Tuesday, April 16, 2013

The Value of Stay-at-Home Moms - by Jill Savage

It was Rose Kennedy who said, "I looked on child rearing not only as a work of love and duty but as a profession that demanded the best that I could bring to it." Like Rose, I have found that indeed motherhood is a profession, and it certainly deserves the best I can bring to it.

What happens at home is central to a child's ability to function throughout his life. Home is where bonding takes place and a child learns to attach to relationships. When a child can attach, that means they learn to trust people. Learning to trust is essential for having healthy relationships throughout life.

Our adopted son, Kolya, lived in an orphanage for the first nine years of his life. While it appears that it was a good orphanage, as orphanages go, the reality is that group care is never the same as mothering care. Since Kolya became a part of our family, Mark and I have been intentional about helping him learn to trust. Because I couldn't snuggle him as a baby, I've worked to snuggle with him in other ways. Sometimes I rub his legs, arms, and back with lotion at bedtime, other times we snuggle on the couch watching TV. This child doesn't need quality time; he needs quantity time. He needs to know that we're there in the morning when he wakes up and there at night when he goes to bed. He needs to know we'll be there after school and at any sport or music event he participates in. Home is where he is learning to trust, to love, and to be loved.

Home is where a child learns who they are. Each of us is created uniquely by God. We have unique gifts, talents, and temperaments. Home is the place those are discovered and celebrated.

Home is where we learn whose we are. We're not designed to journey through life alone. God created us to have relationship with Him. The most effective place for us to learn that is not at church — it's at home!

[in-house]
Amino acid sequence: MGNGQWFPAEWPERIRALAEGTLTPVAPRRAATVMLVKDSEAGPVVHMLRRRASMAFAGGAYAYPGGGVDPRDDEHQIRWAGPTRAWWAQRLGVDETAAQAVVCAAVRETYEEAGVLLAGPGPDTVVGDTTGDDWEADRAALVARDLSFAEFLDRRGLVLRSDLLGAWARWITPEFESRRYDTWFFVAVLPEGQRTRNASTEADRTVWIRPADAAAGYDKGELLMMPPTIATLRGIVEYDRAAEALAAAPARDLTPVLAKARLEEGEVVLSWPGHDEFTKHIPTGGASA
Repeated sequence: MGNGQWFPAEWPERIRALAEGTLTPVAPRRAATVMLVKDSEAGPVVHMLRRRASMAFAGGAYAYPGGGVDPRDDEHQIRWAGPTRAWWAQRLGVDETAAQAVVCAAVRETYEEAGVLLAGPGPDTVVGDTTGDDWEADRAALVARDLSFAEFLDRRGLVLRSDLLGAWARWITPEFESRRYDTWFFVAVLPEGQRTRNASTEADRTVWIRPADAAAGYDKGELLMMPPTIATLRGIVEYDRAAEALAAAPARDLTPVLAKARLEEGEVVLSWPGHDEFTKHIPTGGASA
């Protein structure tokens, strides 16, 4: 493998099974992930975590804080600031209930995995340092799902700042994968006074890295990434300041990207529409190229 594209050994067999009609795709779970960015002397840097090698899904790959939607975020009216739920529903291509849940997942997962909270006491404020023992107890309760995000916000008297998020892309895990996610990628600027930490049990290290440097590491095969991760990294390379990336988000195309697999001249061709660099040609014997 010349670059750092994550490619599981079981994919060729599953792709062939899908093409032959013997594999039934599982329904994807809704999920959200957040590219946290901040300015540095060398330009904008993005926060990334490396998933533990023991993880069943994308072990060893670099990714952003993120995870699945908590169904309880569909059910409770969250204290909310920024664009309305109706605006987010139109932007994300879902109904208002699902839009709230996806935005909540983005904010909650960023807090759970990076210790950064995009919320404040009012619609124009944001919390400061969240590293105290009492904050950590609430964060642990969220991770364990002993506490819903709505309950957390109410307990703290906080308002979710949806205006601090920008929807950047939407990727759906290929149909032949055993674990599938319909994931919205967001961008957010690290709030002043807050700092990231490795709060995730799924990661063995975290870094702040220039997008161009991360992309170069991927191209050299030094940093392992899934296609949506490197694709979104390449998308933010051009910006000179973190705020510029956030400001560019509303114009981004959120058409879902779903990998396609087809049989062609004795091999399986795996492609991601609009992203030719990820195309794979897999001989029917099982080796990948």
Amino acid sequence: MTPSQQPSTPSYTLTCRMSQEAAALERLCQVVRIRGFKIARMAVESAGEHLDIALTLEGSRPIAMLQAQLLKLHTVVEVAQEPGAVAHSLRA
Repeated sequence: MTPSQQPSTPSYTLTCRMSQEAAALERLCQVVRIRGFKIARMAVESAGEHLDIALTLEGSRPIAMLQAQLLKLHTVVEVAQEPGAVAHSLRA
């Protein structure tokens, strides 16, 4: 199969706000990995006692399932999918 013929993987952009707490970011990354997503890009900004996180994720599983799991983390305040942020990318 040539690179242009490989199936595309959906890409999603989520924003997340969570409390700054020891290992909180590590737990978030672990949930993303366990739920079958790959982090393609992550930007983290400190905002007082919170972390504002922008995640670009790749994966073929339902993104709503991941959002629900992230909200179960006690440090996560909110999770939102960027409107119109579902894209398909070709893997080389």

Home serves as our base camp. It's where we rest our head every night. It's the place we find clean clothes and a warm meal. It's a place of protection from the world and all that it demands.

With all the diverse roles that home plays in our life, someone has to be on duty to stay true to the construction blueprint.

On a construction site, the site manager is an on-site leader. He or she is present every day to make sure plans are followed, jobs are completed, and people are doing what they need to do. The site manager and the general contractor regularly communicate in order to keep the construction plan on task and on time. They confer and strategize together, and then the manager oversees the on-site work.

There is so much diversity in what goes on at home that an on-site manager is desperately needed. Someone needs to have the time and energy to invest in each member of the family as well as manage all the different facets of home. That's the essence of the job description for Mom, the site manager.

Jill Savage

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